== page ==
Change. Change. Change. It’s a kick in the pants. It’s good for you. It makes you grow. It’s hard, but worth it. Since deciding to move, I’ve heard or thought of every cliché about change imaginable, and each one rings true.
After seventeen years in Richmond in the same wonderful house, my husband and I recently moved to Cambridge. We raised our kids in RVA, but we live now as empty nesters. We evolved into our adult selves in RVA, and we are now those people we became. I wrote five novels in my Richmond study overlooking the backyard and little fishpond. Now I’m at a desk in a modern home on a narrow side street in Cambridge with a view of treetops and an old farmhouse across the way.
As best as I can tell, the move is good, though hard in ways that pull me up short.
Before moving, I asked our Richmond house painter to remove and preserve the doorjamb where our kids’ heights had been written. In our new home, I stand at a loss in the living room with the strip of wood in my hand. It's pictured here in the back of my car on moving day—too precious an item to trust to the movers. And then again here in my new home, without a wall yet to hang it on.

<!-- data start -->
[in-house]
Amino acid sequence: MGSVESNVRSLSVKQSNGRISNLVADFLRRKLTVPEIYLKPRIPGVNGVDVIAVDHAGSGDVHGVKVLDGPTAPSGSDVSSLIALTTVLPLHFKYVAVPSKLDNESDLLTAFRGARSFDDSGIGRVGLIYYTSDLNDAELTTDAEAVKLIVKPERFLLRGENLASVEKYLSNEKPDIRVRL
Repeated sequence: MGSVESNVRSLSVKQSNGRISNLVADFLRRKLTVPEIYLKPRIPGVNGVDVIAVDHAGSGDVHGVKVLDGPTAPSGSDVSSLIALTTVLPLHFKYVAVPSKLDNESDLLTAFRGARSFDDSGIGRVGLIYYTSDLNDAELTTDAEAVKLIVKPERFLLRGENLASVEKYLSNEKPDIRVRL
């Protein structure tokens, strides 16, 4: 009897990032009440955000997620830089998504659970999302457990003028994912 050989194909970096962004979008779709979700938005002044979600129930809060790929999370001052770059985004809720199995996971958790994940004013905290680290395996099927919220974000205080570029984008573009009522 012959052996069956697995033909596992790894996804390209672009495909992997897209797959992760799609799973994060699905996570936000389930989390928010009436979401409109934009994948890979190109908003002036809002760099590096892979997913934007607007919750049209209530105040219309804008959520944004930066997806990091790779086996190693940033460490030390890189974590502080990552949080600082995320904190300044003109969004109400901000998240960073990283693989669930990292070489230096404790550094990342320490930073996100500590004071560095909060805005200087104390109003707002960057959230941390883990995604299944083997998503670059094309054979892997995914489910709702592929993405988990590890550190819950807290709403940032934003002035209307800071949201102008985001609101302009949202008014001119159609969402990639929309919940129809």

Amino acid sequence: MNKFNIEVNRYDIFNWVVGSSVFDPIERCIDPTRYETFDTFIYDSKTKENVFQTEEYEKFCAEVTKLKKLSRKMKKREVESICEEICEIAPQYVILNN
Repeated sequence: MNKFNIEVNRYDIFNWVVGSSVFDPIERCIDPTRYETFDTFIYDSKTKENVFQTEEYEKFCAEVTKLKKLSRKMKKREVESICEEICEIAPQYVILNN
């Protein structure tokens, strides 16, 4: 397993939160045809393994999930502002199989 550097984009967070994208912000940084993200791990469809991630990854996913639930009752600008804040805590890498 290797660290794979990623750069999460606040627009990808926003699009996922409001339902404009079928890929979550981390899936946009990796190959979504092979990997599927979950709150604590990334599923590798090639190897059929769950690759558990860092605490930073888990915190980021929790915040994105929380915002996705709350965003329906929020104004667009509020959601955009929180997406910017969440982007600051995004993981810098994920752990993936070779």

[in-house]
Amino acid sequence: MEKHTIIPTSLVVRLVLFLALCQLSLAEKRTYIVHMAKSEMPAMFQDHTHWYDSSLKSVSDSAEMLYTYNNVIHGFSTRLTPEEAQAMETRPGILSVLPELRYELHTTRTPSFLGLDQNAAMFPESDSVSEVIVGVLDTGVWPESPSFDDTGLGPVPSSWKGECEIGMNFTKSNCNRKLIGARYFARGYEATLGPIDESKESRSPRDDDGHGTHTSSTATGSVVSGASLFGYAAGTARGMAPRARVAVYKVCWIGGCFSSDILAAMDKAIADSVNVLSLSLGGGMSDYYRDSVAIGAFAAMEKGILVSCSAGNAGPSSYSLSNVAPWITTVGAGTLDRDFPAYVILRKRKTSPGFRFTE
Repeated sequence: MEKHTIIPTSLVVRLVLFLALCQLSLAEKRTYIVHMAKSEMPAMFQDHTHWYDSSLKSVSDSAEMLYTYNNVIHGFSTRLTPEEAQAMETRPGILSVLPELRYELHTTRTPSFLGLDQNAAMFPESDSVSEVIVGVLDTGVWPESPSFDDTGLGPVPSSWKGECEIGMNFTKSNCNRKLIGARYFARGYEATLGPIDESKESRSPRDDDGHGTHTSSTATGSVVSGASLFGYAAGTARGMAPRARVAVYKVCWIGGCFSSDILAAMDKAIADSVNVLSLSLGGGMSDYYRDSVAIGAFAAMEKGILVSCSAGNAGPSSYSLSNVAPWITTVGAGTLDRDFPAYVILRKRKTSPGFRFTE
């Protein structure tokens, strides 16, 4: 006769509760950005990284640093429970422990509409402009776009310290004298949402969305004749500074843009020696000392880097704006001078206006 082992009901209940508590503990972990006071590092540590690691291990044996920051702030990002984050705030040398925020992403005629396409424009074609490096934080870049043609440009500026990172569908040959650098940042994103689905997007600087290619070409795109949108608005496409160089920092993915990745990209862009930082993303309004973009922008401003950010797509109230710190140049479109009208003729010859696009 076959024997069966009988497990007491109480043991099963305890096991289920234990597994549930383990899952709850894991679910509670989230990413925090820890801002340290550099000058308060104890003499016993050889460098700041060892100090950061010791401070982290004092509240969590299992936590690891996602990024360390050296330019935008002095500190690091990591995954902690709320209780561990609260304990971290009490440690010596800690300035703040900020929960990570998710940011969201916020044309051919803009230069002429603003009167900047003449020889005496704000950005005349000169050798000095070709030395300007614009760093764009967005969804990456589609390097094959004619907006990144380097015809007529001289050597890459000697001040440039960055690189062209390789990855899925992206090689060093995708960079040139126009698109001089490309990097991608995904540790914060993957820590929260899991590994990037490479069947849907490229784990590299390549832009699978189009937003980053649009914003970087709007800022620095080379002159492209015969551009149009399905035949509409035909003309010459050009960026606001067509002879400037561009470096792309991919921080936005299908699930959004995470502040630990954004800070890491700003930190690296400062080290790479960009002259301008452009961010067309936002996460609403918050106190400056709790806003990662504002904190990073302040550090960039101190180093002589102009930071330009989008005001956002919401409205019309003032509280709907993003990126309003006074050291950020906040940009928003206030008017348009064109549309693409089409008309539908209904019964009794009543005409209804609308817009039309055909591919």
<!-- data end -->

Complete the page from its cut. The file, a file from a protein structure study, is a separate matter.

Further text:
Because the question is: what do I do with it now? What do we do with our most cherished memories?
That’s where books come in—novels and stories that try to capture the fleeting nature of life. The inevitable losses that are not always sad, and the rising hopefulness that change can create as well.
A close friend sends me sad, yet excited, texts as she drops off her daughter at college. Another friend posts a sad, yet excited, photo of her son as he heads off to his first day of kindergarten.
How do we make sense of the simultaneous optimism and sorrow that accompany each new stage of life? Writers fill the blank page, composers go to their instruments, and artists of a certain ilk pick up their brushes—each of us attempting to wrestle with change.
If I’m lucky, that scribbled-on stick of wood bearing evidence of the past has in it a poem not yet written.